Fig. 4: Integration site analysis suggests multiple clones contribute to CAR-T cell pools.
figure4

a Bar chart depicts the percentage of integration sites found within an exon, intron, or not in a gene for CD8+ CAR-T cells. b Graphs represent the contribution (% frequency) of all identified clones by integration site analysis in IP and blood samples collected after infusion (x axis). Each color ribbon represents a unique clone demonstrating ≥1% frequency of sequence reads in a given sample. All other clones are grouped into the gray ribbon at the top of each graph. The total number of unique clones identified in the sample is listed underneath the sample ID for each graph (below the x axis).

A recent report identified dominance of a single infused CAR-T cell clone in a single patient associated with integration into the TET2 gene. Although integrations in the TET2 gene were observed in our analyses (12 sites in 6 patients), none of these integration sites were among the top 20 most abundant sites identified in any patient or sample, indicating that integration within the TET2 gene was not a key and frequent driver of clonal expansion in our study. Furthermore, in two patients with highly dominant TCRB clonotypes after infusion (ALL-2 and NHL-2), we did not identify single integration sites that were responsible for clonal dominance. No integration sites were found at a frequency as high as that of the dominant TCRB clonotype. The most dominant TCRB clonotypes in blood from ALL-2 and NHL-2 at the early time point were 46.0% and 16.8%, respectively. In contrast, in the same samples the highest frequency integration sites in each patient only represented 2.75% and 5.2% of the total integration sites, respectively. These data suggest that an integration site is unlikely to be the key driver of clonal kinetics in our study.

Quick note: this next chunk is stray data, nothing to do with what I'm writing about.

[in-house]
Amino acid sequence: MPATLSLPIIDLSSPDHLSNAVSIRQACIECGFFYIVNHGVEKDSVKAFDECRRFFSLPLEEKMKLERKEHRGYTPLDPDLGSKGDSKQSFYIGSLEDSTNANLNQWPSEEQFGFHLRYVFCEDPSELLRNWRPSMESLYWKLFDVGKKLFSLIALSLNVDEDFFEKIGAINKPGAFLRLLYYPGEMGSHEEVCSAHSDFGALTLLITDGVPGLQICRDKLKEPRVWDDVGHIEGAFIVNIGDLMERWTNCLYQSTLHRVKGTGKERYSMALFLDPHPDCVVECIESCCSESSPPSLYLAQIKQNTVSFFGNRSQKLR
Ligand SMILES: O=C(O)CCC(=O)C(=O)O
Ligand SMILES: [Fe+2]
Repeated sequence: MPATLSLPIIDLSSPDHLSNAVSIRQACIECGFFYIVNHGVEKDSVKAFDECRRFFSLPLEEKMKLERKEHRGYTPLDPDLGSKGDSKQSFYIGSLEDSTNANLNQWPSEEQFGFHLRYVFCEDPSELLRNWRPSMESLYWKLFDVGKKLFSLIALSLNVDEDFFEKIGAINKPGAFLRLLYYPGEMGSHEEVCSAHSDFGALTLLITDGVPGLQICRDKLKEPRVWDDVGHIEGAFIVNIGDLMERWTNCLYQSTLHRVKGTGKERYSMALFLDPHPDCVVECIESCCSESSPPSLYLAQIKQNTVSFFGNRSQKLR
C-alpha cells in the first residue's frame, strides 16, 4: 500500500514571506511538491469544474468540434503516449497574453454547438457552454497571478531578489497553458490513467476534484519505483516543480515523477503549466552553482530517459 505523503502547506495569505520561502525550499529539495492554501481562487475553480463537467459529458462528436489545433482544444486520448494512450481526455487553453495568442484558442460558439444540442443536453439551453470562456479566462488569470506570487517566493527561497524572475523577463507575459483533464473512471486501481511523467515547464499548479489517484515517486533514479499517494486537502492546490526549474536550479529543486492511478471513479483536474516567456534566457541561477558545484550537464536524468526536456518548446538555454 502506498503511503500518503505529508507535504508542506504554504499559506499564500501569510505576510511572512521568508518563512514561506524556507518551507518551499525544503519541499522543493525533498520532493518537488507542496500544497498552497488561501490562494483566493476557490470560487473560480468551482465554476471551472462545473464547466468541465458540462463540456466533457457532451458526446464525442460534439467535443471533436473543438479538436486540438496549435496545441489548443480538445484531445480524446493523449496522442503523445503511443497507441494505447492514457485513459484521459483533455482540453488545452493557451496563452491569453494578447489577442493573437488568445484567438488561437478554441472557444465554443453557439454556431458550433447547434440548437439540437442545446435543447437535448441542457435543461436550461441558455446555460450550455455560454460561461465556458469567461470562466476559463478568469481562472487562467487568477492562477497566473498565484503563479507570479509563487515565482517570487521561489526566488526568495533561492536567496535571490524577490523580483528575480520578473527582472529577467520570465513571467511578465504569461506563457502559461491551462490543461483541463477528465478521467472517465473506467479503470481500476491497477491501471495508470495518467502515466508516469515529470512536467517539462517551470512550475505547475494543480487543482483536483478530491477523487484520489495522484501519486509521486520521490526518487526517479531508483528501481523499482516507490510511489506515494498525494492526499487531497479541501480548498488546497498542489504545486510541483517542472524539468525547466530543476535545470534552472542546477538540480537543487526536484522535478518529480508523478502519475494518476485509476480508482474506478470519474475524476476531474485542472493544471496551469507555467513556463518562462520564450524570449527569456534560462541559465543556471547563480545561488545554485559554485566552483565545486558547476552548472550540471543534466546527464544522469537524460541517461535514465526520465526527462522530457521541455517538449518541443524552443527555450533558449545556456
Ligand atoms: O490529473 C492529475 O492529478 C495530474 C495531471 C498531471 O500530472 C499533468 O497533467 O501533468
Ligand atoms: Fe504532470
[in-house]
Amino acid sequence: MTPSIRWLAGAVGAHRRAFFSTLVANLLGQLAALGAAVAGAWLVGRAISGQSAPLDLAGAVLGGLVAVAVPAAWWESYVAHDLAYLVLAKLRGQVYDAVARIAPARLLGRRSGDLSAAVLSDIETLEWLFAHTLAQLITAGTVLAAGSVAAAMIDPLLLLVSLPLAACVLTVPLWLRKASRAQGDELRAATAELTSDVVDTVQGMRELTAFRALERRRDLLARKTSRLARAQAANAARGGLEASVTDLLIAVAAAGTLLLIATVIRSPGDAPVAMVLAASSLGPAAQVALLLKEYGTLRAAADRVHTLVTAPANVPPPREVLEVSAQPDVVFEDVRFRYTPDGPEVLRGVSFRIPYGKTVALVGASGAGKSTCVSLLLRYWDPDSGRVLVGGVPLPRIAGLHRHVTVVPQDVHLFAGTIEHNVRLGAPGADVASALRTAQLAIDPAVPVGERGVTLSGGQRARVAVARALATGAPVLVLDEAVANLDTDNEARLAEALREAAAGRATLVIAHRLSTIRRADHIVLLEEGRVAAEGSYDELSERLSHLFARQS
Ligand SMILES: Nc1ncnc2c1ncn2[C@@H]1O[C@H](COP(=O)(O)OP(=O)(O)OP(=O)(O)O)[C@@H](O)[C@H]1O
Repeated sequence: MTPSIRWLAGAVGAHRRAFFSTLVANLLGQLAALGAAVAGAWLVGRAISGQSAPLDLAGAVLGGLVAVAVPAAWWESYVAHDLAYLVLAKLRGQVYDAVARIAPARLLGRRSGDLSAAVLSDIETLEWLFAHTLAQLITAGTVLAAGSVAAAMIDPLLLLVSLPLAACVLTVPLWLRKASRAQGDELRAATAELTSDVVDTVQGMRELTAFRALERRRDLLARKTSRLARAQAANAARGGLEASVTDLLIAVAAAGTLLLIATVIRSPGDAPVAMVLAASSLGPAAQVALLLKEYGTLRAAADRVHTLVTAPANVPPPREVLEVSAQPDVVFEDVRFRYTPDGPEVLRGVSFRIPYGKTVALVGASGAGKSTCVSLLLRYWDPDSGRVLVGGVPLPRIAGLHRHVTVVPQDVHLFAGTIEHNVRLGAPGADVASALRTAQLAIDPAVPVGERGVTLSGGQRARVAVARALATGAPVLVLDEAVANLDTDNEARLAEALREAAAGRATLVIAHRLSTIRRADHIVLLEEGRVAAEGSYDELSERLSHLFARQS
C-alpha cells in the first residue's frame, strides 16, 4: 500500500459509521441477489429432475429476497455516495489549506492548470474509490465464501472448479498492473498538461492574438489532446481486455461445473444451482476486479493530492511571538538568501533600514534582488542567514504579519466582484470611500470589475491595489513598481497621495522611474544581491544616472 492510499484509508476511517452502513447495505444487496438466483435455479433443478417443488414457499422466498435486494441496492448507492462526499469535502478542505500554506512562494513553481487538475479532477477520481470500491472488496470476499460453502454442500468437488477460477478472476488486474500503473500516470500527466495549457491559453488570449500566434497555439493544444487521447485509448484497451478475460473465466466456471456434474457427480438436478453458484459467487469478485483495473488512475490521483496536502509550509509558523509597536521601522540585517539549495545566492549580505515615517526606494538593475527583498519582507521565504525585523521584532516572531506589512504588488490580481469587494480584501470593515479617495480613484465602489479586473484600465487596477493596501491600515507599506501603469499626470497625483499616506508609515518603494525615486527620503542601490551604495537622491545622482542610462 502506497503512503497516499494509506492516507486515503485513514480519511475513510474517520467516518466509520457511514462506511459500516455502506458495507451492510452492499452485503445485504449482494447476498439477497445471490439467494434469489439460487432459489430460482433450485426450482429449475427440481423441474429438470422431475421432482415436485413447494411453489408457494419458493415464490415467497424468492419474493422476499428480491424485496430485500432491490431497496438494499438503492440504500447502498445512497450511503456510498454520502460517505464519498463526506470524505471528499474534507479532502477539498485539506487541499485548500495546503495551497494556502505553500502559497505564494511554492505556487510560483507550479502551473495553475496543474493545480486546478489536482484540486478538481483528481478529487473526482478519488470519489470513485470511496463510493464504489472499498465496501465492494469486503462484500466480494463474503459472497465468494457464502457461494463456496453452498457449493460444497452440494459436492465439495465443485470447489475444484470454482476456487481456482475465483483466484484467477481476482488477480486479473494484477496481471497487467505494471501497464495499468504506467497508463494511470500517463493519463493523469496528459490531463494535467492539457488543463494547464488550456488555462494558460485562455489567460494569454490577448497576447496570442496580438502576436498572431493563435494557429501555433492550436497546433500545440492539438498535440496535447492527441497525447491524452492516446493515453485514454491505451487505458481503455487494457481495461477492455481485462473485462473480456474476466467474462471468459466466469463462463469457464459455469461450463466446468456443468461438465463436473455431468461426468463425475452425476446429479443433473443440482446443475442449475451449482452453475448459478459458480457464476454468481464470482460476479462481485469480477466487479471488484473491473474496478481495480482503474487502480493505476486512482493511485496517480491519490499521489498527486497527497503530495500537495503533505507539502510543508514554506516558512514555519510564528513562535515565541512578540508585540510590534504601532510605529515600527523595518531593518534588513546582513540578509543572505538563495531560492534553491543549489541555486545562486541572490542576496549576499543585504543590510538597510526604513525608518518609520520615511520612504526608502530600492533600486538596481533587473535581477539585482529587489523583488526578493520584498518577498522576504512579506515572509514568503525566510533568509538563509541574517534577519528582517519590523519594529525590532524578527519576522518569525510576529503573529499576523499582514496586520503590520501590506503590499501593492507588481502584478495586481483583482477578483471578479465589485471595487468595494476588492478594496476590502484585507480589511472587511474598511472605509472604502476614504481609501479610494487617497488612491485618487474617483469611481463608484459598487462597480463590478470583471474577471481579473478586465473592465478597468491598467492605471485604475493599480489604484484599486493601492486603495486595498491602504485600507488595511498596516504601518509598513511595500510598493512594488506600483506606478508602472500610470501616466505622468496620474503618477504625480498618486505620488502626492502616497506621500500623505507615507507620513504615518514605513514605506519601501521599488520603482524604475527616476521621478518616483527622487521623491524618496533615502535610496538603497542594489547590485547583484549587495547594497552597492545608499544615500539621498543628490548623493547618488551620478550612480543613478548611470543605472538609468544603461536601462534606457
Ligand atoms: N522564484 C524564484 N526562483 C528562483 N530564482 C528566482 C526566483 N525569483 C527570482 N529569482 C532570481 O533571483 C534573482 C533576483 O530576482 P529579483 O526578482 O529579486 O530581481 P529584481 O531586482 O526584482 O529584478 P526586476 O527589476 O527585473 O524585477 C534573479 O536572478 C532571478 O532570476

Single-cell transcriptome analysis of CAR-T cells over time

The different kinetic behaviors displayed by individual CD8+ CAR-T cell clones after infusion may be associated with changes in gene expression that occur over time during tumor elimination. To study the transcriptional profile of CD8+ CAR-T cells, we selected four additional patients with durable persistence of CAR-T cells following infusion of CD8+ CAR-T cells manufactured from either TCM cells or bulk CD8+ T cells for NHL (n = 2) or chronic lymphocytic leukemia (CLL, n = 2), respectively (Supplementary Table 1). Using the 10× Genomics platform, we performed scRNA-seq on 62,167 CD8+ CAR-T cells sorted based on truncated human epidermal growth factor receptor (EGFRt) expression from the IP and blood at the early (day 7–14), late (day 26–30), and very late (day 83–112) time points after infusion. In all patients, a majority of the sequenced cells expressed RNA encoding CD3D, CD3E, CD8A, and the single-chain variable fragment (scFv) of the CD19 CAR construct (Supplementary Fig. 3).